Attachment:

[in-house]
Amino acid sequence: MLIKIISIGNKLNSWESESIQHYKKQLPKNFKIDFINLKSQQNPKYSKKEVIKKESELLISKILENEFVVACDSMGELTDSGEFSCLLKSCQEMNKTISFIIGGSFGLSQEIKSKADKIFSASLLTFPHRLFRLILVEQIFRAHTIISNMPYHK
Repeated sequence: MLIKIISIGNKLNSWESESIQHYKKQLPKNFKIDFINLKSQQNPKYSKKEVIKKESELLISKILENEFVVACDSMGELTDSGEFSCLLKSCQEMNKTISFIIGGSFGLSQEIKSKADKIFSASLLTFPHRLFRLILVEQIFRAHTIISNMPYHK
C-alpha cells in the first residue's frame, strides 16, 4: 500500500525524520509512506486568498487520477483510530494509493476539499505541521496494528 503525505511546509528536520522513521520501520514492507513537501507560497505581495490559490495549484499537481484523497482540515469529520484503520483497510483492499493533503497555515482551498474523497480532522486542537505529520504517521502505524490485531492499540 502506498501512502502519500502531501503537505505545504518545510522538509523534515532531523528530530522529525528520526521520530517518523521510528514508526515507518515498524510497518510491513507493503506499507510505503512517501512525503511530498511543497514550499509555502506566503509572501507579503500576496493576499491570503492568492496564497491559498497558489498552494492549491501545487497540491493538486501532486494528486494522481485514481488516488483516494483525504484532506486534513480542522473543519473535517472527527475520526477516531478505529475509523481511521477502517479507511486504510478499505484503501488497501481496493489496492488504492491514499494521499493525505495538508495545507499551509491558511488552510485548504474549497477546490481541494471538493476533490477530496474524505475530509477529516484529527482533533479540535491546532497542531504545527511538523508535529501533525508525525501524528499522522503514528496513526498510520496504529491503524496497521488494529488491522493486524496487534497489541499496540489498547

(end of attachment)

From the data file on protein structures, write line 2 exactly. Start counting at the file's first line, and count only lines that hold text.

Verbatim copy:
Amino acid sequence: MLIKIISIGNKLNSWESESIQHYKKQLPKNFKIDFINLKSQQNPKYSKKEVIKKESELLISKILENEFVVACDSMGELTDSGEFSCLLKSCQEMNKTISFIIGGSFGLSQEIKSKADKIFSASLLTFPHRLFRLILVEQIFRAHTIISNMPYHK